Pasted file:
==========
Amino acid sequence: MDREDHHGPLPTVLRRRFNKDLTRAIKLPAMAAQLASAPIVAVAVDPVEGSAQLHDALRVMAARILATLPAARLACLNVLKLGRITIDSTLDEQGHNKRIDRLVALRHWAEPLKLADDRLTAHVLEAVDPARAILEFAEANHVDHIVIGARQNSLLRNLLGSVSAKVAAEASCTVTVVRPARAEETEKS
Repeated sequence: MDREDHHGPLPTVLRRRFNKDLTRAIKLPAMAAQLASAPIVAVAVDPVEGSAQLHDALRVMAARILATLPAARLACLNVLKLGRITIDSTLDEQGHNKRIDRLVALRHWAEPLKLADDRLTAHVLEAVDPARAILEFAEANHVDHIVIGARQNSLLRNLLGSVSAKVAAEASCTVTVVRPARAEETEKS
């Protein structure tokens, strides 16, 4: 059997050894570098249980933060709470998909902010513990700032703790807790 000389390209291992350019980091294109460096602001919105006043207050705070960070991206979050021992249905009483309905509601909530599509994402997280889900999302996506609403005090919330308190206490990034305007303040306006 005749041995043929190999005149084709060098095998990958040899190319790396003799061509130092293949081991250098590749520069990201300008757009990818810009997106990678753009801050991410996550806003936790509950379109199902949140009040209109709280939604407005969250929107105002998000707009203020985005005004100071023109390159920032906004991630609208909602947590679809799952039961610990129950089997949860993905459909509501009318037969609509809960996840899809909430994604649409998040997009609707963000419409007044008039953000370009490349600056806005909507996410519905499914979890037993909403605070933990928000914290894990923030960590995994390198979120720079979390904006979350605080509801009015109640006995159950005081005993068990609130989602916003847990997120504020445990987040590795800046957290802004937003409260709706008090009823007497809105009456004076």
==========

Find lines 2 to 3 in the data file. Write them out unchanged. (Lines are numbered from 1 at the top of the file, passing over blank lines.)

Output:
Repeated sequence: MDREDHHGPLPTVLRRRFNKDLTRAIKLPAMAAQLASAPIVAVAVDPVEGSAQLHDALRVMAARILATLPAARLACLNVLKLGRITIDSTLDEQGHNKRIDRLVALRHWAEPLKLADDRLTAHVLEAVDPARAILEFAEANHVDHIVIGARQNSLLRNLLGSVSAKVAAEASCTVTVVRPARAEETEKS
């Protein structure tokens, strides 16, 4: 059997050894570098249980933060709470998909902010513990700032703790807790 000389390209291992350019980091294109460096602001919105006043207050705070960070991206979050021992249905009483309905509601909530599509994402997280889900999302996506609403005090919330308190206490990034305007303040306006 005749041995043929190999005149084709060098095998990958040899190319790396003799061509130092293949081991250098590749520069990201300008757009990818810009997106990678753009801050991410996550806003936790509950379109199902949140009040209109709280939604407005969250929107105002998000707009203020985005005004100071023109390159920032906004991630609208909602947590679809799952039961610990129950089997949860993905459909509501009318037969609509809960996840899809909430994604649409998040997009609707963000419409007044008039953000370009490349600056806005909507996410519905499914979890037993909403605070933990928000914290894990923030960590995994390198979120720079979390904006979350605080509801009015109640006995159950005081005993068990609130989602916003847990997120504020445990987040590795800046957290802004937003409260709706008090009823007497809105009456004076």